Discussed in Section IV B of this article.
 French CJ and Crennan J treated it as such in X7  HCA 29; (2013) 248 CLR 92, 121–2 –.
 Ibid 154  (Kiefel J); Lee  HCA 39; (2013) 251 CLR 196, 288  (Kiefel J).
 X7  HCA 29; (2013) 248 CLR 92, 154  (Kiefel J).
 Ibid 131 , 140  (Hayne and Bell JJ), 154  (Kiefel J).
 Ibid 148–50 – (Hayne and Bell JJ), 152–3  (Kiefel J).
 X7  HCA 29; (2013) 248 CLR 92, 109–12 – (discussed in Section II B 2 of this article).
 Ibid 310 –.
 Ibid 233  (Hayne J), 277  (Kiefel J), 291  (Bell J).
 Ibid 231–3 –.
 X7  HCA 29; (2013) 248 CLR 92, 148 , citing Hamilton  HCA 21; (1989) 166 CLR 486, 494.
 Ibid 148 – (emphasis in original).
 Ibid 154 .
 Lee  HCA 39; (2013) 251 CLR 196, 288 .
 Ibid 288–9 , . See also 433 .
 Ibid 289 .
 Ibid 233–4 .
 X7  HCA 29; (2013) 248 CLR 92, 121–2 –.
 Ibid 111  citing Rees v Kratzmann (1965) 114 CLR 36, 80 (Windeyer J).
 Lee  HCA 39; (2013) 251 CLR 196, 222 .
 Ibid 228 .
 Ibid 253–4 –.
 Ibid 312–3 .
 Ibid 319 .
 Joseph Story, Commentaries on Equity Pleadings, and the Incidents Thereto (Maxwell, 1838) 38 §45 (‘Equity Pleadings’); FW Maitland, Equity: A Course of Lectures (Cambridge University Press, 2nd revised ed, 1936) 5. See also Michael RT Macnair, The Law of Proof in Early Modern Equity (Duncker & Humblot, 1999) 55–60 (‘Early Modern Equity’).
 Macnair, Early Modern Equity, above n 36, 56.
 Story, Equity Pleadings, above n 36, 538–9 §852–3; Joseph Story, Commentaries on Equity Jurisprudence (Stevens and Haynes, 2nd ed, 1839) vol 1, 24 §31 (‘Equity Jurisprudence’).
 Story, Equity Pleadings, above n 36, 542 §848.
 Ibid 208 §311; Story, Equity Jurisprudence, above n 38, 24 §31.
 Henry Maddock, A Treatise on the Principles and Practice of the High Court of Chancery
(J & WT Clarke, 3rd ed, 1837) vol 2, 337–40.
 John McGhee (ed), Snell’s Equity (Sweet & Maxwell, 32nd ed, 2010), 6 [1,008]. This prohibition was removed by s 1 of the Evidence Act 1851, 14 & 15 Vict, c 99.
 Naismith v McGovern  HCA 59; (1953) 90 CLR 336, 341; Story, Equity Pleadings, above n 36, 208 §311.
 And other ‘equity’ courts like the Court of Exchequer.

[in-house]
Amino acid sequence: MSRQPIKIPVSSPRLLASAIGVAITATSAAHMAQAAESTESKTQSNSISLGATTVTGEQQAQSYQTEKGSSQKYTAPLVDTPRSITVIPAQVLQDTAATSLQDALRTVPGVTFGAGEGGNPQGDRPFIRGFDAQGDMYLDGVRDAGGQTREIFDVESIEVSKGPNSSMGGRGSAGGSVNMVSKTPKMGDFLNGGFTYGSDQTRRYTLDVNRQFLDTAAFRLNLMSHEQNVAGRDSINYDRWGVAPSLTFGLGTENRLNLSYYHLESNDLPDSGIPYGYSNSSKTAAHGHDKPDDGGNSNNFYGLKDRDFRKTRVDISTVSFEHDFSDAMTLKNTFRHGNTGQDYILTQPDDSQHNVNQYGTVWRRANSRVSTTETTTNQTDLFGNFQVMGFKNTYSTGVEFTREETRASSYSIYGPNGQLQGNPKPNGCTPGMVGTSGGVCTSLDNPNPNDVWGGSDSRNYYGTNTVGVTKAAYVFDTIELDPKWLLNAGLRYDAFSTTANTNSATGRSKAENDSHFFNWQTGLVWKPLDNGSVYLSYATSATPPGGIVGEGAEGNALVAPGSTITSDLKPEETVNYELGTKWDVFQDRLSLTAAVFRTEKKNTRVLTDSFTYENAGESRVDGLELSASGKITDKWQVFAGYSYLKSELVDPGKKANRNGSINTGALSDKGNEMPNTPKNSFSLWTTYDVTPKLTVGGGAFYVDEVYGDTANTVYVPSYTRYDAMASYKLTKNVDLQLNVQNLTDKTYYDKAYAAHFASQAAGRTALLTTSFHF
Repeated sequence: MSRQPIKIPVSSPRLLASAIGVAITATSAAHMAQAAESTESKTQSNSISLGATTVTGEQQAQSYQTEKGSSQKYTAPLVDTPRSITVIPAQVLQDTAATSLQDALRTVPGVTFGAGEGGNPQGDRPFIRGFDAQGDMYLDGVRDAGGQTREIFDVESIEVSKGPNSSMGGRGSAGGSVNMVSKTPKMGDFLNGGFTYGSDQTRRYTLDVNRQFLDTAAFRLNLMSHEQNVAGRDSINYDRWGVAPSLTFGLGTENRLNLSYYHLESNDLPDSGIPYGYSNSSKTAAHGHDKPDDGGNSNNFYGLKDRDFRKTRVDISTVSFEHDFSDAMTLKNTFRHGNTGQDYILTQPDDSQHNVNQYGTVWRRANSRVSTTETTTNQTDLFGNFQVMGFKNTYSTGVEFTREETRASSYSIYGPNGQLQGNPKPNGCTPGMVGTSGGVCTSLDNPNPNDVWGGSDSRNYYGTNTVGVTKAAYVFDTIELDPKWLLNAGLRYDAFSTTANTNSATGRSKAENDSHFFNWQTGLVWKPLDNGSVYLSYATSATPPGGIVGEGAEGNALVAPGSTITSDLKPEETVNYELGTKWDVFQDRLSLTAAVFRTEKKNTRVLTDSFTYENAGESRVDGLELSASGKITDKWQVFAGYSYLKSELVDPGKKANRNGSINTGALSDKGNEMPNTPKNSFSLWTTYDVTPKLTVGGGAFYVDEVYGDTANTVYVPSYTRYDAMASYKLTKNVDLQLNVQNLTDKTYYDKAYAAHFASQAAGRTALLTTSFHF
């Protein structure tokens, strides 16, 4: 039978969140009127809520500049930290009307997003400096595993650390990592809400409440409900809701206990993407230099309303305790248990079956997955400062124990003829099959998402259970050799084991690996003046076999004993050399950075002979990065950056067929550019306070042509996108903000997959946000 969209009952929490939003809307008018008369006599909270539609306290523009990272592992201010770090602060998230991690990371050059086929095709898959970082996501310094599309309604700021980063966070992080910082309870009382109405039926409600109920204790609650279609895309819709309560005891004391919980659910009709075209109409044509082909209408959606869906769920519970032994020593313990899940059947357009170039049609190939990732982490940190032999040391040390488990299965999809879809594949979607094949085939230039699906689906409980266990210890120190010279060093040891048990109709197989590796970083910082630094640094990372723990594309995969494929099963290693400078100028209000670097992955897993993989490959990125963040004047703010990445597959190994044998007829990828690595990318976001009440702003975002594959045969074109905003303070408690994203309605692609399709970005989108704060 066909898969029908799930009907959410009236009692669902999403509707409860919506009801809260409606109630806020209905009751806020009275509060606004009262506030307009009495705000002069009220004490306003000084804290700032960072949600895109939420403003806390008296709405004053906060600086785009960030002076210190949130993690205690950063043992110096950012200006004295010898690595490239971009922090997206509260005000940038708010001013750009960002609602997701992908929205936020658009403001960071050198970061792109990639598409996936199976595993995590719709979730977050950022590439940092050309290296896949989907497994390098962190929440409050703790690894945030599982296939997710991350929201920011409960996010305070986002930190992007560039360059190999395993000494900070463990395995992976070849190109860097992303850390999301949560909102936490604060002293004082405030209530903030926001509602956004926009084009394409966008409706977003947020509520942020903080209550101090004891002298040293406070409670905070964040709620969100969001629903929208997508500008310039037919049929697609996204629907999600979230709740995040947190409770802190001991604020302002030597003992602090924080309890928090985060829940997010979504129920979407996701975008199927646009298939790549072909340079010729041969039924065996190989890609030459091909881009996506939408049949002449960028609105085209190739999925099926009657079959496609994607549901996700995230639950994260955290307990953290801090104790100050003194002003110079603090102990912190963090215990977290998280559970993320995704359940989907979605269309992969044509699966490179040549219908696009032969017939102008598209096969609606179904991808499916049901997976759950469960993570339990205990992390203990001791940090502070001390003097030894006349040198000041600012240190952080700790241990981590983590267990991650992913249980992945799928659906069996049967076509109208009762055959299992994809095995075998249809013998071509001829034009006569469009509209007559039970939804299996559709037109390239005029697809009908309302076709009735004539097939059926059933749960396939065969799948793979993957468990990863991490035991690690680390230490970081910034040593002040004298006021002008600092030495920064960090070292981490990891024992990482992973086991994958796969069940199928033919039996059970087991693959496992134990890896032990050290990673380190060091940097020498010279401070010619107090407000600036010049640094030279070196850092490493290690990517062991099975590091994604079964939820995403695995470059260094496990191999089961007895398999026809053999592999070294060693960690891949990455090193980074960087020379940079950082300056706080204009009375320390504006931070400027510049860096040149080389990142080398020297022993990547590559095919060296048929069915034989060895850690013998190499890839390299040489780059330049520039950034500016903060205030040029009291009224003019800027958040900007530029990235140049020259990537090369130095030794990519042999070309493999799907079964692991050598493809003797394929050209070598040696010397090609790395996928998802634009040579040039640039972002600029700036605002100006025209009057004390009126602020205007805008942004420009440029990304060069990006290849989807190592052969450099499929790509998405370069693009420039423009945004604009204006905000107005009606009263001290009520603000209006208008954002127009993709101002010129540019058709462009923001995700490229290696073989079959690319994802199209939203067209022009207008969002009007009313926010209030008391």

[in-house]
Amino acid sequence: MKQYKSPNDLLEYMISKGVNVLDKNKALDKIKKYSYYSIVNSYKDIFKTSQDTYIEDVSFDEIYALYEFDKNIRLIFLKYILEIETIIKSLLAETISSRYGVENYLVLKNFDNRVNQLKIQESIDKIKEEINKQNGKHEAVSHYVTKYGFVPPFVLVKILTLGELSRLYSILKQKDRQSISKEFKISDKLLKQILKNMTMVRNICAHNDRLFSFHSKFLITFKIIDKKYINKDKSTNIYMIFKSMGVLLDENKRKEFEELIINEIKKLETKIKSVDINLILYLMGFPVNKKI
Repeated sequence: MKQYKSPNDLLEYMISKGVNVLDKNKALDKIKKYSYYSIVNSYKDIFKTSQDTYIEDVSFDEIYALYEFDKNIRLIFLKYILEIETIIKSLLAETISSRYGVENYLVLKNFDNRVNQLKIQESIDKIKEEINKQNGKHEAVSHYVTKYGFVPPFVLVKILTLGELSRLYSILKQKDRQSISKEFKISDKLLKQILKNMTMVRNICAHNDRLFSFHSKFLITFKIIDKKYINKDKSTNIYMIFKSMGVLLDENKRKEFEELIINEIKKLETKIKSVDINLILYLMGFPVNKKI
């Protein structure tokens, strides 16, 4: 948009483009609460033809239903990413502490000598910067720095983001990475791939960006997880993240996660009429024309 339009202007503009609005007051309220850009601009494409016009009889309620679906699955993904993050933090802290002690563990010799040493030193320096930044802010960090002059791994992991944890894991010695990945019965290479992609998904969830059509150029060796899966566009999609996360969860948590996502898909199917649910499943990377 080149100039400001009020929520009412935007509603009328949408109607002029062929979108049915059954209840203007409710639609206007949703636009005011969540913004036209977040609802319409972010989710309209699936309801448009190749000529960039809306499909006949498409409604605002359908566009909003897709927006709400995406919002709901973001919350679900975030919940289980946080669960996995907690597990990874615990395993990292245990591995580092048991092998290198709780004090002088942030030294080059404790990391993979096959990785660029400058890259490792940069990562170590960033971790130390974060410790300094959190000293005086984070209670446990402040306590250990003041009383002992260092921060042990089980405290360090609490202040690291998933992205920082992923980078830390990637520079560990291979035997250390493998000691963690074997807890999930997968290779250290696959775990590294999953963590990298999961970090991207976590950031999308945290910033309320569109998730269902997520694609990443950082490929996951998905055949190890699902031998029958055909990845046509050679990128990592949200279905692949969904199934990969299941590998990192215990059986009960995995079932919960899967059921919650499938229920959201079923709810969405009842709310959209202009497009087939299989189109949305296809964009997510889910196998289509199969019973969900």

MRT Macnair, ‘The Early Development of the Privilege against Self-Incrimination’ (1990) 10 Oxford Journal of Legal Studies 66, 73 (‘Self-Incrimination’), citing Fenton v Bloomer (1580)
Toth 72, where the ‘court refused to make a defendant answer so as to expose himself to (criminal) liability for usury’.
 Ibid 78.
 No distinction was made in relation to the privilege against self-incrimination between requests for interrogatories and discovery: Mexborough v Whitwood Urban District Council  UKLawRpKQB 102;  2 QB 111, 155.
 R v Associated Northern Collieries (1910) 11 CLR 738.
 ‘Penal consequences’ include the possibility of being charged with a crime, subjected to penalties, or made liable to forfeiture of an estate: Orme v Crockford (1824) 13 Price 376; 147 ER 1022, 1026.
 Glynn v Houston  EngR 1168; (1836) 1 Keen 329; 48 ER 333, 336. See also Smith v Read  EngR 59; (1737) 1 Atk 526; 26 ER 332; Harrison v Southcote  EngR 113; (1751) 1 Atk 528; 26 ER 333, 339–40; Paxton v Douglas (1809)
 EngR 431; 16 Ves 289; 33 ER 975, 976; Thorpe v Macaulay  EngR 568; (1820) 5 Madd 218; 56 ER 877, 881–2; Maccallum v Turton  EngR 357; (1828) 2 Y&J 183; 148 ER 883, 887–8; Attorney–General v Lucas (1843)
 EngR 483; 2 Hare 566; 67 ER 234, 235. An exception to the rule appears to have been applied in cases of contempt on oath, perjury and abuse of process in Chancery actions: Macnair, Self-Incrimination, above n 45, 74.
 Story, Equity Pleadings, above n 36, 330 §521.
 SE Williams and F Guthrie-Smith (eds), Daniell’s Chancery Practice (Stevens and Sons, 8th ed, 1914) vol 1, 610–11; Story, Equity Pleadings, above n 36, 330–1 §522.
 Story, Equity Pleadings, above n 36, 362 §576 (footnote omitted).
 Lee  HCA 39; (2013) 251 CLR 196, 286–7  (Kiefel J).
 R v Serious Fraud Office; Ex parte Smith  AC 1, 30.
 Ibid 31; Rees v Kratzmann  HCA 49; (1965) 114 CLR 63, 80; Lee  HCA 39; (2013) 251 CLR 196, 266–7 , 286–7 ; John Henry Wigmore, A Treatise on the System of Evidence in Trials at Common Law, (Little, Brown and Co, 1904) vol 3, 3080 §2250. Around 1600, Chancery ran in parallel to the property and contract jurisdiction of the Court of Common Pleas, while the Star Chamber ran parallel to the crime and tort jurisdiction of the Court of King’s Bench: see Macnair, Early Modern Equity, above n 36, 30.